I was doing some reading, it seems like it comes from tight biceps.

Do you do 3 sets of 10-15 daily? Let me know, I really want to open up my biceps and chest.

As for the calves thing, this is an interesting discussion. I’ve never had nicely developed calves, but I also haven’t spent the time to work directly on them. This would be a good thing to throw in to work on especially as I focus on hockey. Cant go wrong with having strong ankles.


 
Jordan Derksen
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Total Posts: 190
11-17-20 08:53 PM - Post#904697    



Funny how much that ATG split squat looks identical to the bottom position of an old style split snatch.

Knees of steel I tell you.


 
Dan Christensen
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Total Posts: 101
Re: Calf and Achilles strength standards
11-17-20 10:09 PM - Post#904702    



  • Jordan D Said:


Also, apologies for hijacking this thread!



Running with the theft.

Jordan, I've also been contemplating the ATG program but the lack of information makes is hard to gauge.

What's the weekly time commitment to the program?

 
Jordan D
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Total Posts: 481
Re: Calf and Achilles strength standards
11-18-20 02:29 PM - Post#904728    



  • Jordan Derksen Said:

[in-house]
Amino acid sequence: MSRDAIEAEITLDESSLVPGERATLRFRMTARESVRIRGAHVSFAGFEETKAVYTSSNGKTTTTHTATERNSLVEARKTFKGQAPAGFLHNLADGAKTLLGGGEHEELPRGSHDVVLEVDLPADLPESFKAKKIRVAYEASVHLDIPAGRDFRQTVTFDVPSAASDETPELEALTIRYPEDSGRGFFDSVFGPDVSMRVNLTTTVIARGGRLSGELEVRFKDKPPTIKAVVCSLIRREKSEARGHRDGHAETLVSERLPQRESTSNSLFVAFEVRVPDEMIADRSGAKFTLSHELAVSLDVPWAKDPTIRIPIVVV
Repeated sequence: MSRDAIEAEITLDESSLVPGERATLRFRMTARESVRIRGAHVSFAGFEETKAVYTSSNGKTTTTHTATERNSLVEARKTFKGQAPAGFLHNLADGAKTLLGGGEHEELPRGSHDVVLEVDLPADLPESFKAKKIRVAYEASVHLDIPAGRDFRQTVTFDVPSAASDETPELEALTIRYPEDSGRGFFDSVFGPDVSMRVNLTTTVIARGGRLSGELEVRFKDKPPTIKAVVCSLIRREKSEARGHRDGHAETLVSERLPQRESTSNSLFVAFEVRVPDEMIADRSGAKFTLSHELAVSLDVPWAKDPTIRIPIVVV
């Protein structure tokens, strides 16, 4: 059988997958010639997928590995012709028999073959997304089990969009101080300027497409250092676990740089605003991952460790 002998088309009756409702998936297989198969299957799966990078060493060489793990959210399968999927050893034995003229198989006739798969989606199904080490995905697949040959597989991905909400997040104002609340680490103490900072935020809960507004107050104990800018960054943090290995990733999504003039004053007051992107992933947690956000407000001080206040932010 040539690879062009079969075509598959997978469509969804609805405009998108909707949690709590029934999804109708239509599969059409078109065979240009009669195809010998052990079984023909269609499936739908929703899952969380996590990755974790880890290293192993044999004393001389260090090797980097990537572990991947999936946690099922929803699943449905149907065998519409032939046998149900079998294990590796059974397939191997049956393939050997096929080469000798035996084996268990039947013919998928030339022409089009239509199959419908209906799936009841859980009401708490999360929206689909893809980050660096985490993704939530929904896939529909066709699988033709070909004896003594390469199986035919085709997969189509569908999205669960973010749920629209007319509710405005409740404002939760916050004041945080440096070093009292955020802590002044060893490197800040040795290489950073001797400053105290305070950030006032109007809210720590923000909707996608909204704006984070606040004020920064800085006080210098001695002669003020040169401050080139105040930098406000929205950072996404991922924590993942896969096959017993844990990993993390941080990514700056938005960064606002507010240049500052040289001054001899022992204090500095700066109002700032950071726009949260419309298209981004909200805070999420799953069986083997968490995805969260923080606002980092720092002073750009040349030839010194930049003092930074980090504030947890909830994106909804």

Can you explain this to me? I just started some light snatching again; working ‘the drill’ into my program. I get intense sharp pain in the catch position at the base of the thumb on my right hand.

I was doing some reading, it seems like it comes from tight biceps.

Do you do 3 sets of 10-15 daily? Let me know, I really want to open up my biceps and chest.



I just do 100 reps daily with a gold Theraband. Jim Wendler has always said to do this and not to think about it, and man, he's right. A classic "works so well I quit doing it."

  • Dan Christensen Said:

Jordan, I've also been contemplating the ATG program but the lack of information makes is hard to gauge.

What's the weekly time commitment to the program?



Roughly 20-30 minutes, 3 times a week. I did it as an add-on to my lifting days in the gym. Eventually this became too much, however. When I reached the ankle/calf standards, I just started using the ATG split squats and seated good mornings as squat/deadlift supplemental exercises, and this is working wonderfully. Squats and deads keep going up, but at the same time, I'm gaining odd mobility and lower-body integrity. Unlike a lot of movements, these seem to add more than they take away. Knee tendinitis and old ligament-injury spasms have disappeared.